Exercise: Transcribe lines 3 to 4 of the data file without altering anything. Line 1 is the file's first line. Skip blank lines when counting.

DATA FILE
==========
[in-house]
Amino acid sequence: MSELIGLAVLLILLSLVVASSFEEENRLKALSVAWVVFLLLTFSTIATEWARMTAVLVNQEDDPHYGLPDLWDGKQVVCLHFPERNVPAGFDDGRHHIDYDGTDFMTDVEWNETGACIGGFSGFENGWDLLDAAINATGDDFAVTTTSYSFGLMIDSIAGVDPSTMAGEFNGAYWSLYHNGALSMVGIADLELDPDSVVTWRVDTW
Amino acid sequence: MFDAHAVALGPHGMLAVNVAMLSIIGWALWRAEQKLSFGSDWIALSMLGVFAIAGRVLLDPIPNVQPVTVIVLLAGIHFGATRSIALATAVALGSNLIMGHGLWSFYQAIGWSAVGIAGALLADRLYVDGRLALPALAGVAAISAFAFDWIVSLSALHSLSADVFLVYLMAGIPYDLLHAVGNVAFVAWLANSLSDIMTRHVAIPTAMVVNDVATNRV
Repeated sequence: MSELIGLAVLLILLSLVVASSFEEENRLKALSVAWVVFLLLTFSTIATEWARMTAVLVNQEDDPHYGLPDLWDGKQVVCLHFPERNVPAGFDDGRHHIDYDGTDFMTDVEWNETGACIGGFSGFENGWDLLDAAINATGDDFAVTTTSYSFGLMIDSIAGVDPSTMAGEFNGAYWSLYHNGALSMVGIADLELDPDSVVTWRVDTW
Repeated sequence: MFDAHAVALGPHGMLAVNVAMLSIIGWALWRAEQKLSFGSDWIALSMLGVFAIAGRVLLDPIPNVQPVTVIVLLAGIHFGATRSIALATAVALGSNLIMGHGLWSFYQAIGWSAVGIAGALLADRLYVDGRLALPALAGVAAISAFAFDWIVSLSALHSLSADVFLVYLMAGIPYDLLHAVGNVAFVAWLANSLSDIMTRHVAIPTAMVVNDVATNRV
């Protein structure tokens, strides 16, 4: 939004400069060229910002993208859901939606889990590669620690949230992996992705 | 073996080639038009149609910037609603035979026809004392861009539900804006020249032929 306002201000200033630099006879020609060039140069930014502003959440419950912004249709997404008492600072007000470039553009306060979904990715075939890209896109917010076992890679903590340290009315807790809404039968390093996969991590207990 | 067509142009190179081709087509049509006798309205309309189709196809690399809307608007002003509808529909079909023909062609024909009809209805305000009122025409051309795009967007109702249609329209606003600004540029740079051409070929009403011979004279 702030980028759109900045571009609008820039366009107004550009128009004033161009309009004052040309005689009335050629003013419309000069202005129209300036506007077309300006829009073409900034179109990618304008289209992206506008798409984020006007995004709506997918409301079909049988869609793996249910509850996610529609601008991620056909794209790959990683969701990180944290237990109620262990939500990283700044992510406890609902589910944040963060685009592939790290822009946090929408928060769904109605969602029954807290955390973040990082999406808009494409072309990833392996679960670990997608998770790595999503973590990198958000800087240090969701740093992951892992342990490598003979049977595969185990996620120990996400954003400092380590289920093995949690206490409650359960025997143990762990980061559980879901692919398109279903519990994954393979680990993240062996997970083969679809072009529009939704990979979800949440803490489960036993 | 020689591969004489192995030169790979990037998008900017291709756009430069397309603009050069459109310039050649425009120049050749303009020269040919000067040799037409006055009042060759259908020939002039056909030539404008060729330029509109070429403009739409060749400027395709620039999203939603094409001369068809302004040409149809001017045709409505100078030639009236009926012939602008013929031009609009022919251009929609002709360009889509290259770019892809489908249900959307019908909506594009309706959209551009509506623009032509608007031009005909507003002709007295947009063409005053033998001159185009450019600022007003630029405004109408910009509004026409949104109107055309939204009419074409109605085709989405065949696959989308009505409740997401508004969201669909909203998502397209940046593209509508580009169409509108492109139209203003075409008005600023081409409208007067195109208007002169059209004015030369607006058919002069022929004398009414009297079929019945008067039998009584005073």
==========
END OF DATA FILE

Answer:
Amino acid sequence: MFDAHAVALGPHGMLAVNVAMLSIIGWALWRAEQKLSFGSDWIALSMLGVFAIAGRVLLDPIPNVQPVTVIVLLAGIHFGATRSIALATAVALGSNLIMGHGLWSFYQAIGWSAVGIAGALLADRLYVDGRLALPALAGVAAISAFAFDWIVSLSALHSLSADVFLVYLMAGIPYDLLHAVGNVAFVAWLANSLSDIMTRHVAIPTAMVVNDVATNRV
Repeated sequence: MSELIGLAVLLILLSLVVASSFEEENRLKALSVAWVVFLLLTFSTIATEWARMTAVLVNQEDDPHYGLPDLWDGKQVVCLHFPERNVPAGFDDGRHHIDYDGTDFMTDVEWNETGACIGGFSGFENGWDLLDAAINATGDDFAVTTTSYSFGLMIDSIAGVDPSTMAGEFNGAYWSLYHNGALSMVGIADLELDPDSVVTWRVDTW